● By Siew Ching
You know this question is going to come up at your next job interview…
“Describe a challenge or a conflict you overcame.” Interviewers just loveeeee this question during a job interview. After all, it gives them a sense of how you resolve conflicts to see if you’re a good fit for the role or the company. It prompts the interviewer in sussing out how you’re a problem solver, team player or creative thinker. Your answer will give them a huge insight on the kind of personality you have, and the type of team player you might be.
So how do you answer it effectively? For starters, don’t give it just a one liner answer – like “My colleague wasn’t pulling his weight, so I reported to HR.” What you should do is think about it beforehand so you can craft an answer the interviewer wants to hear.
Here are some tips:
#1 Think of the challenges you’ve faced
Remember, it doesn’t have to be about work (unless your interviewer specifically asked about an office challenge). It can be anything from home, school, or in whatever role you might have. Come up with a list of ideas for various scenarios which you think will give you the opportunity to craft a clear, defined answer that will showcase your personality at its best.
#2 Pick one or two examples
Got that list now? OK – pick one or two challenging situations. It’s helpful to have specific examples where you can then share specific actions that you took. You can also consider examples that showcase how you needed to think out of the box to highlight this important skill.
#3 Layout your response
Think STAR when crafting your response: Situation, Task, Action, Result. Breaking down your answer using this guide will ensure you’re clear in your reply and that you’ve covered all bases to share what the interviewer wants to hear: Your coping skills when faced with a difficult situation. Doing this also gives you an answer that is easy to follow and understand.
OK so now you have your answer. How do you use it during the interview? Try these techniques and examples.
#1 Describe the situation concisely
Nobody wants to hear a long-winded story on how aggressive your client was. Keep the description of your challenge short and to the point to set the picture.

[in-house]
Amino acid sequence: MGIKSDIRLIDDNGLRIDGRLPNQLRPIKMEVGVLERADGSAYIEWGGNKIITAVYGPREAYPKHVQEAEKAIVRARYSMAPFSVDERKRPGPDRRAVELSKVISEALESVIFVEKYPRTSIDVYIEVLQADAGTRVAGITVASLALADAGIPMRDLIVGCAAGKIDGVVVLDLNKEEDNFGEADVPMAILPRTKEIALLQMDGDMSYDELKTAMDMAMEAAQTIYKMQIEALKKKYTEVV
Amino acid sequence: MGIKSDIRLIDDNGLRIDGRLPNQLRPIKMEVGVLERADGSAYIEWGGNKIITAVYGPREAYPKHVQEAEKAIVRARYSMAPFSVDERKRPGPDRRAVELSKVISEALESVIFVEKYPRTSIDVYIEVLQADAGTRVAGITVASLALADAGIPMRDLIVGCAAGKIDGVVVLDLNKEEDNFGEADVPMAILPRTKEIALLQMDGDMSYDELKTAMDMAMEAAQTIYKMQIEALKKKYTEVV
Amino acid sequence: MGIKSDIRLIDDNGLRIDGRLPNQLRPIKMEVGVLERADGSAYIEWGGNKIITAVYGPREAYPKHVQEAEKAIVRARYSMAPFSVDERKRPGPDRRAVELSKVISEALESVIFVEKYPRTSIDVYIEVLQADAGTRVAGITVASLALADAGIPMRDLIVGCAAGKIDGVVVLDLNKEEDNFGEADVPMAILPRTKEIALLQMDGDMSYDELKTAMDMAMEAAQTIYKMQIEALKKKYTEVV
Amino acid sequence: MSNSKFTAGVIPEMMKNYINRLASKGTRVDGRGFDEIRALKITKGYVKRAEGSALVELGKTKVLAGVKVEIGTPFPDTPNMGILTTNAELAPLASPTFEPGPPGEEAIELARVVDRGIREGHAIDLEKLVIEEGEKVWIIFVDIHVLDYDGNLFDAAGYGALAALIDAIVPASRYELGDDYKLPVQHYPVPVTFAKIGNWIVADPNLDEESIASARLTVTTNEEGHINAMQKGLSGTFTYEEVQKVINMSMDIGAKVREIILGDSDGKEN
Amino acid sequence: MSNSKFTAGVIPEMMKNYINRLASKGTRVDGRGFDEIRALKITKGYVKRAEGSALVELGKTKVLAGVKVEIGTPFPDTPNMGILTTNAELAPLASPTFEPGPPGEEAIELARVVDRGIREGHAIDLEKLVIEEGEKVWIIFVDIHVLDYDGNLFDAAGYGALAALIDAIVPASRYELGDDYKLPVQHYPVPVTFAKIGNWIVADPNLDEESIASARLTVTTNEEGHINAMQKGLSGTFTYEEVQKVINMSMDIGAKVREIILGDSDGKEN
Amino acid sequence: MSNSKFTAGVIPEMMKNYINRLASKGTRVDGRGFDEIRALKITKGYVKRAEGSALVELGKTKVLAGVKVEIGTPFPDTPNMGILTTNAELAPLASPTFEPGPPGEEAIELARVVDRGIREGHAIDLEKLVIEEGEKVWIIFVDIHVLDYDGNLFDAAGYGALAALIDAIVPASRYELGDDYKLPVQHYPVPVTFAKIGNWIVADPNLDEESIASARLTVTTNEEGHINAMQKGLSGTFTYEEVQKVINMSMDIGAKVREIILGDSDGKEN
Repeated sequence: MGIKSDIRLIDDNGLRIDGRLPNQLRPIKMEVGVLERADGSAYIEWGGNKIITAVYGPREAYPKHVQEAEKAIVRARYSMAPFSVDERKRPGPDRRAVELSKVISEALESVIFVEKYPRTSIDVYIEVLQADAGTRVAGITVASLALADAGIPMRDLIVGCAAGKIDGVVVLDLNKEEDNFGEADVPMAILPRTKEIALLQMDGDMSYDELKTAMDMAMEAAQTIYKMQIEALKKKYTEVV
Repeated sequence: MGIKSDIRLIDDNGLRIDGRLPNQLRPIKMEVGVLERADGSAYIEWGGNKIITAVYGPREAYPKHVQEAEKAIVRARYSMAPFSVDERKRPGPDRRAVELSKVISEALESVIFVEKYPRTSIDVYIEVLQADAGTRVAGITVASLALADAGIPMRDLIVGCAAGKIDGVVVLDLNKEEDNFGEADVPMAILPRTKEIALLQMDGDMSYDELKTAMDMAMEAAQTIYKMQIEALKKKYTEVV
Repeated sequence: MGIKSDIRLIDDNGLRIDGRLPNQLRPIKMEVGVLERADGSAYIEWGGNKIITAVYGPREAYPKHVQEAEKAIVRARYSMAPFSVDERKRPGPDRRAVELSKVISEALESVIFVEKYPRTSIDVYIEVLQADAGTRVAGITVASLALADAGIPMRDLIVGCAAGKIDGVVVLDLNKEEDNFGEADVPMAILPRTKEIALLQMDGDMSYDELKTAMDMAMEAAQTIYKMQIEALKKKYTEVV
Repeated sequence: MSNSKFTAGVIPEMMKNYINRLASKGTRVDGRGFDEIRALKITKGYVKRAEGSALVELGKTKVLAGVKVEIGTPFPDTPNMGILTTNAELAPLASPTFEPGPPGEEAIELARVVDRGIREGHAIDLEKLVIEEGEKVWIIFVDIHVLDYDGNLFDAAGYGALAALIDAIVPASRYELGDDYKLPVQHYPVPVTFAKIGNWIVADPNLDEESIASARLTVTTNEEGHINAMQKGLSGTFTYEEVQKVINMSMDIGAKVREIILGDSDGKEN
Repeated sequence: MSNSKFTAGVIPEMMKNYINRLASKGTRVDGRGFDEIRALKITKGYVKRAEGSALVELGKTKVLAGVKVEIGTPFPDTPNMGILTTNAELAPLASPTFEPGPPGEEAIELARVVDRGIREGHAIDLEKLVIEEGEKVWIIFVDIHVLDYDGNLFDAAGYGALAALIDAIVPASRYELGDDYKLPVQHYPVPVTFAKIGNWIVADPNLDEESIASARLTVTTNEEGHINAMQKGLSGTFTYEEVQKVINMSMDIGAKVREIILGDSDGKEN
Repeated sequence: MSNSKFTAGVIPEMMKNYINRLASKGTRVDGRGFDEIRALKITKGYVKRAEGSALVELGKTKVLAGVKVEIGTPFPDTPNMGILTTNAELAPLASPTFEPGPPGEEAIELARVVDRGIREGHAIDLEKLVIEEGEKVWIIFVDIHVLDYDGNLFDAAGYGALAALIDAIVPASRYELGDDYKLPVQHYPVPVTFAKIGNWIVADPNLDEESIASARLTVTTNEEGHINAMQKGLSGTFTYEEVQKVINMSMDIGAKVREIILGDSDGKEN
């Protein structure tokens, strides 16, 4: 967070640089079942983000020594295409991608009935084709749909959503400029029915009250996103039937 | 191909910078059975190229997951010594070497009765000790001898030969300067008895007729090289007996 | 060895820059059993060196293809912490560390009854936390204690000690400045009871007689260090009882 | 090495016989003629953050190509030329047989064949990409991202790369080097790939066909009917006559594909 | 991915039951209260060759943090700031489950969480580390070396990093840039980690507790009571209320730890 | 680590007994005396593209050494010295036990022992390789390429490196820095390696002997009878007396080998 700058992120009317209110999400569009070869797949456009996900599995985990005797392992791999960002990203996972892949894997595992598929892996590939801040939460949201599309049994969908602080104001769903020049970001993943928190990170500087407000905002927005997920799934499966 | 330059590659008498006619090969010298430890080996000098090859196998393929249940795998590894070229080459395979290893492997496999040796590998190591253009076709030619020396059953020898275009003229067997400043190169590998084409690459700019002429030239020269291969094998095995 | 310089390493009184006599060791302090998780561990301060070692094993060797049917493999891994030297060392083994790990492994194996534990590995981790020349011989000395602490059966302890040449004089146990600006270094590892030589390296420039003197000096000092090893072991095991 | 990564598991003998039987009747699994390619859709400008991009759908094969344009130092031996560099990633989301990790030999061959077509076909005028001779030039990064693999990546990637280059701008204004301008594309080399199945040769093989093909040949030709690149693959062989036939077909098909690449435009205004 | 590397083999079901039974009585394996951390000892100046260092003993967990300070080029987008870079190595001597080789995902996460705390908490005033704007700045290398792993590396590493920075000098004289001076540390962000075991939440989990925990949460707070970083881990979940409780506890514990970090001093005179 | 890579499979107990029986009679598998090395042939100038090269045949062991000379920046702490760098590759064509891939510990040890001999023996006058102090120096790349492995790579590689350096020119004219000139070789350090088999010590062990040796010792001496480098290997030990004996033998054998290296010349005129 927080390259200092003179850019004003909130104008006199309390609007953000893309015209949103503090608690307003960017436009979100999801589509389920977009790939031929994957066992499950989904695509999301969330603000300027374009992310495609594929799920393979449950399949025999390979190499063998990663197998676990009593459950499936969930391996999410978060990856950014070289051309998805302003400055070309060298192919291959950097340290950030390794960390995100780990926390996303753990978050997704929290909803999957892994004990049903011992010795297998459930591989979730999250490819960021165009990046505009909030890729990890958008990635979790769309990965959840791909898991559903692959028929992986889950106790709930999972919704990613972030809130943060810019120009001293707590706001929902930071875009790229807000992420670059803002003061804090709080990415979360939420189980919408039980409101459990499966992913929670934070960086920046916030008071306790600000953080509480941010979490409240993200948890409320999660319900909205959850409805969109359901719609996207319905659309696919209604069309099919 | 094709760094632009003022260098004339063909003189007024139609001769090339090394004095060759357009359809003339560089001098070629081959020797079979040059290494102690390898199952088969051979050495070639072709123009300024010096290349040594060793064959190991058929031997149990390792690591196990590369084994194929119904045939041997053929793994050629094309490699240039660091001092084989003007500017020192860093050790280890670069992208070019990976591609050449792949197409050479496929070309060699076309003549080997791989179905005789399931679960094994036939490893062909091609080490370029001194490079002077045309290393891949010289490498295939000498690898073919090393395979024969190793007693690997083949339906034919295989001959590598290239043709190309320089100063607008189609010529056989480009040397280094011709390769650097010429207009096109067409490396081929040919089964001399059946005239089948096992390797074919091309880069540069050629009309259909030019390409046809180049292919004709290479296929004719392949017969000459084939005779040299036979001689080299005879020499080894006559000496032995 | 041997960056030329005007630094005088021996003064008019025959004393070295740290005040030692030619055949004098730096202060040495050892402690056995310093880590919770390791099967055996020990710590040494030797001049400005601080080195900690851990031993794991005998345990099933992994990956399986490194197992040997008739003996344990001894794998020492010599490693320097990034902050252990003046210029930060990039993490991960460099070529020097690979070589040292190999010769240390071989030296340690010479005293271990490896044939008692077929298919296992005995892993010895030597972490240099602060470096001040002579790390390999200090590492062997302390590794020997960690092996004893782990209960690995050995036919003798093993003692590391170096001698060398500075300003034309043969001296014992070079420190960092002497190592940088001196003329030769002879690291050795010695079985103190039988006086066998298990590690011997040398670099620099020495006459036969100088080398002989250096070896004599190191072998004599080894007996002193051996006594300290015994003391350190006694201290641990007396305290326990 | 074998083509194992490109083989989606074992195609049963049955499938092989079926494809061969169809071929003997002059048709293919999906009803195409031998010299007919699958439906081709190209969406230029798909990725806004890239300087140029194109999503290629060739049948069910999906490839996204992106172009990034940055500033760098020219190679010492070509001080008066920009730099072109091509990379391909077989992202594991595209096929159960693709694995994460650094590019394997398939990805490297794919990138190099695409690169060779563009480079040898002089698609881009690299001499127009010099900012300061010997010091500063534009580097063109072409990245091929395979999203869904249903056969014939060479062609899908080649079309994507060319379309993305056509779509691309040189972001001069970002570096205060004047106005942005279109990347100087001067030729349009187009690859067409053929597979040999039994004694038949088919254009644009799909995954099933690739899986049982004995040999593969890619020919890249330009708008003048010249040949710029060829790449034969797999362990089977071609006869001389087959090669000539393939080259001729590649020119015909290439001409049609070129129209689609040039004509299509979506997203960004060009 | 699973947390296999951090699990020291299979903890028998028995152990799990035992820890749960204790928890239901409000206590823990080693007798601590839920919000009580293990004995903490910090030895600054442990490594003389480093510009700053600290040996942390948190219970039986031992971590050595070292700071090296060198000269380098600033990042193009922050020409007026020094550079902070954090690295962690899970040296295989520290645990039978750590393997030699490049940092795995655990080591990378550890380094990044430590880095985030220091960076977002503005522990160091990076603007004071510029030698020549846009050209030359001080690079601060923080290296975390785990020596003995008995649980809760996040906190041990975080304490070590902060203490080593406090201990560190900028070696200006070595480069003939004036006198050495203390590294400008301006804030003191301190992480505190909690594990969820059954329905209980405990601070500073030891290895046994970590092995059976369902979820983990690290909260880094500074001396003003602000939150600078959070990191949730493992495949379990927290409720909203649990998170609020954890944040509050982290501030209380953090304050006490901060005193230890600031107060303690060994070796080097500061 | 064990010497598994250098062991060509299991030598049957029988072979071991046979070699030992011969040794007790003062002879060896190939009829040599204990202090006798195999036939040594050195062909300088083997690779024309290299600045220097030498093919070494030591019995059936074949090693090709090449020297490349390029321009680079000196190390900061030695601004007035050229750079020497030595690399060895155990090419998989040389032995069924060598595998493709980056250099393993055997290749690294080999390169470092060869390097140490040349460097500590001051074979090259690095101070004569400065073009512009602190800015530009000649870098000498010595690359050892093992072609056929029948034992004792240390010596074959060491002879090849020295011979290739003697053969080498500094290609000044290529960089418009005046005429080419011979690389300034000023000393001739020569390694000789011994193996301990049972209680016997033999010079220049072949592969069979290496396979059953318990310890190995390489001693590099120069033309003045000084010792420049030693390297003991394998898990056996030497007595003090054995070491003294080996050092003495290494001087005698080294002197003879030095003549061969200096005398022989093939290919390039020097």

Example: “I was working on a project where midway through, the client decided to change course and blamed it on me for not doing it that way in the first place.”
#2 Tell them about your task
Here, describe what the issue was and how you needed to fix the problem.
Example: “The client then went to complain to my boss, saying that I was incompetent and did not follow the project guideline despite him changing his idea halfway through. I wanted to make sure that my boss was clear on my deliverables and that I had been following them throughout up until the point the client decided to change his mind. It was important for me to give proof of the work I’ve been doing which coincided with the project guideline.”
#3 Explain the action you took
This is where you explain how you solved the challenge, showcasing your professionalism and thought process as well as your initiative to make things right.
Example: “I initiated a meeting with my boss first to discuss what went wrong with the project. I backed that up with emails that highlighted my work so far and the client’s input at every step. I clarified that the project changed course midway and how it was nearly impossible to fix everything else as it was too close to the deadline. I then sought my boss’s advice on how to best handle this situation and what we can do to move forward.
#4 Tell them the result
Finally, explain how your action was beneficial to the outcome. Remember to talk about your specific role in resolving this issue to really highlight your strength in resolving conflicts.
Example: “My boss agreed that I was on track with the project but that as a provider we still needed to give the client a solution. We brainstormed ideas on how to move forward and when we were ready to present these ideas, we arranged for a meeting with the client. Because I was the one leading the project, I asked for the chance to lead the meeting so that the client would still have confidence in me. I was very clear in my tasks moving forward and we were fortunately able to resolve the issue.”
Were you asked this question during an interview? Share your answer with @Graduan!
Photo by JESHOOTS.COM on Unsplash.
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